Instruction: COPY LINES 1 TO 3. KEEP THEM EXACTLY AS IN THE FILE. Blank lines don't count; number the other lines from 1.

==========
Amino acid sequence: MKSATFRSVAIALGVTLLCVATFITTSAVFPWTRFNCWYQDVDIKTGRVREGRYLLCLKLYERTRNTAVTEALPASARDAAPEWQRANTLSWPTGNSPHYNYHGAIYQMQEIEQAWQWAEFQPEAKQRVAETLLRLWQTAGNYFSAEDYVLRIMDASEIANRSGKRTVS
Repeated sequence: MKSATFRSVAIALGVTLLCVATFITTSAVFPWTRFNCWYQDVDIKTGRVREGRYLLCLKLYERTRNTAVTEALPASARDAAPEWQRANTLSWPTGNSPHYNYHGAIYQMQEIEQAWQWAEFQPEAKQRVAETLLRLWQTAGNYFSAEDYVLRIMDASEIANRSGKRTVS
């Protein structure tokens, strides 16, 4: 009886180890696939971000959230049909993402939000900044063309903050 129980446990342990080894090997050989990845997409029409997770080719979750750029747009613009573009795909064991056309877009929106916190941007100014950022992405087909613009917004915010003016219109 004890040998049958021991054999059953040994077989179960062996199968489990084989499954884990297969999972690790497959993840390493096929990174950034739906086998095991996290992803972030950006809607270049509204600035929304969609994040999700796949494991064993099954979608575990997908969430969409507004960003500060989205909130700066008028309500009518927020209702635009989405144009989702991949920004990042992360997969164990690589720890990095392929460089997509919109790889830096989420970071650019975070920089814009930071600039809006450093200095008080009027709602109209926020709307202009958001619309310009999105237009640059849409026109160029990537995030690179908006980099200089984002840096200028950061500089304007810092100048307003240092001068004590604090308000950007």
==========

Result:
Amino acid sequence: MKSATFRSVAIALGVTLLCVATFITTSAVFPWTRFNCWYQDVDIKTGRVREGRYLLCLKLYERTRNTAVTEALPASARDAAPEWQRANTLSWPTGNSPHYNYHGAIYQMQEIEQAWQWAEFQPEAKQRVAETLLRLWQTAGNYFSAEDYVLRIMDASEIANRSGKRTVS
Repeated sequence: MKSATFRSVAIALGVTLLCVATFITTSAVFPWTRFNCWYQDVDIKTGRVREGRYLLCLKLYERTRNTAVTEALPASARDAAPEWQRANTLSWPTGNSPHYNYHGAIYQMQEIEQAWQWAEFQPEAKQRVAETLLRLWQTAGNYFSAEDYVLRIMDASEIANRSGKRTVS
């Protein structure tokens, strides 16, 4: 009886180890696939971000959230049909993402939000900044063309903050 129980446990342990080894090997050989990845997409029409997770080719979750750029747009613009573009795909064991056309877009929106916190941007100014950022992405087909613009917004915010003016219109 004890040998049958021991054999059953040994077989179960062996199968489990084989499954884990297969999972690790497959993840390493096929990174950034739906086998095991996290992803972030950006809607270049509204600035929304969609994040999700796949494991064993099954979608575990997908969430969409507004960003500060989205909130700066008028309500009518927020209702635009989405144009989702991949920004990042992360997969164990690589720890990095392929460089997509919109790889830096989420970071650019975070920089814009930071600039809006450093200095008080009027709602109209926020709307202009958001619309310009999105237009640059849409026109160029990537995030690179908006980099200089984002840096200028950061500089304007810092100048307003240092001068004590604090308000950007």